First thing that pushed it down was Gardenier’s continual references to his womanizing. He justifies it by saying he doesn’t want to leave a widow and orphans behind when he inevitably dies on the job, but that is so much BS. He’s probably leaving a trail of byblows who are growing up without a dad and string of woman who wanted more than a night. Those excuses lead into the second, and bigger, reason.
Theology. Ringo, and he is the author of this book, not Correia, presents sin as something just kind of ‘meh’ and that Jesus is our Dude who tells God to chill out on our behalf. In fact, Ringo/Gardenier states that you have to do something REALLY bad to go to hell now. Ringo threw around enough biblical names, terms, etc that it is obvious he’s at least familiar with Scripture but simply choosing to twist it to allow him to do whatever he wants.
Once past those, like I said, it is a tremendous MHI story. I’ll be reading the next book but with some serious reservations.
This review is written with a GPL 3.0 license and the rights contained therein shall supersede all TOS by any and all websites in regards to copying and sharing without proper authorization and permissions. Crossposted at Wordpress, Blogspot, Booklikes(maybe) & Librarything by Bookstooge's Exalted Permission.
Author: Adrian Tchaikovsky
Rating: 2.5 of 5 Stars
Format: Kindle digital edition
A new dark lord has risen in the land and it is up to one intrepid group to fulfill the prophecy. Unfortunately for these said servants of the light, the means of their salvation is a servant of darkness, a spider transformed by arcane magics into a humanoid form.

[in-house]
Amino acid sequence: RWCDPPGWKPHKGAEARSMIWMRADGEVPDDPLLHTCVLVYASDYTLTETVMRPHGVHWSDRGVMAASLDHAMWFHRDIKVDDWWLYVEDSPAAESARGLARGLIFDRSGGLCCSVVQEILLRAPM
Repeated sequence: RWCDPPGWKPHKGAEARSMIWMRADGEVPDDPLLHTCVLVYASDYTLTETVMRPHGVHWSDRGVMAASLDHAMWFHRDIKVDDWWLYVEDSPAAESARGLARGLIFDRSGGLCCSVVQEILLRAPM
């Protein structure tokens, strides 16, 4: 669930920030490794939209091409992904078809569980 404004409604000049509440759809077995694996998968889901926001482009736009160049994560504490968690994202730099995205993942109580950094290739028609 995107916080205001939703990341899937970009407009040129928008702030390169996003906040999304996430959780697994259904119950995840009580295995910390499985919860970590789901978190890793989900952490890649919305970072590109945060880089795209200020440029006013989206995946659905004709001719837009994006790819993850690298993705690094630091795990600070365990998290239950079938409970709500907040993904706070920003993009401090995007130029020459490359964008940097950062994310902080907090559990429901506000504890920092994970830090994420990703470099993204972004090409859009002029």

Beset by fears and doubts within and without, what will this group do once they confront the dark lord and find out the secret of the ages.
|My Thoughts: Spoilers
This was a greatly written book. If you want to try Tchaikovsky's writings without dipping into his Shadows of the Apt Decalogue, this would be a great way to experience what he has to offer.
This is a very biting satire on the "Righteous" & the "Evil" tropes in fantasy and Tchaikovsky really turns things on their heads. More than that, he seems to be trying to advocate for a completely grey world, where there are no standards and no Law Giver. That might amuse, entertain and be in line with a lot of his reader's thoughts, but for me, I hew to a different line.
God exists. All standards are set by what He has revealed in the Bible. They are not arbitrary but aspects of His character.
Now, some might be thinking "Goodness, Bookstooge, it is JUST a book" and I concur. But ideas are where the battle for this world are fought and won or lost and as such when an idea sets itself against God, I take it very seriously. This is obviously not some Theological Tome but neither is it just an Escapist piece of literature. I know I'm not conveying this very well and I'm struggling to quantify the "Why". I think that it comes down to the Idea that there is No Perfect Being, not just in humanity, but in any Supernatural form either. Which means that God is just a big meany with lots of power and THAT is what I take exception to. That debate is for another time and place and probably not on a post online. Face to face.
With all of that being said, I didn't hate this book. If I just took it as satire on some fantasy tropes I probably would have enjoyed this much more and rated it higher and not given it the Theological tag. But it pushed a wrong button for me. It has not dissuaded me from reading any more by him however and I look forward to see what other Ideas he puts on paper in his other books.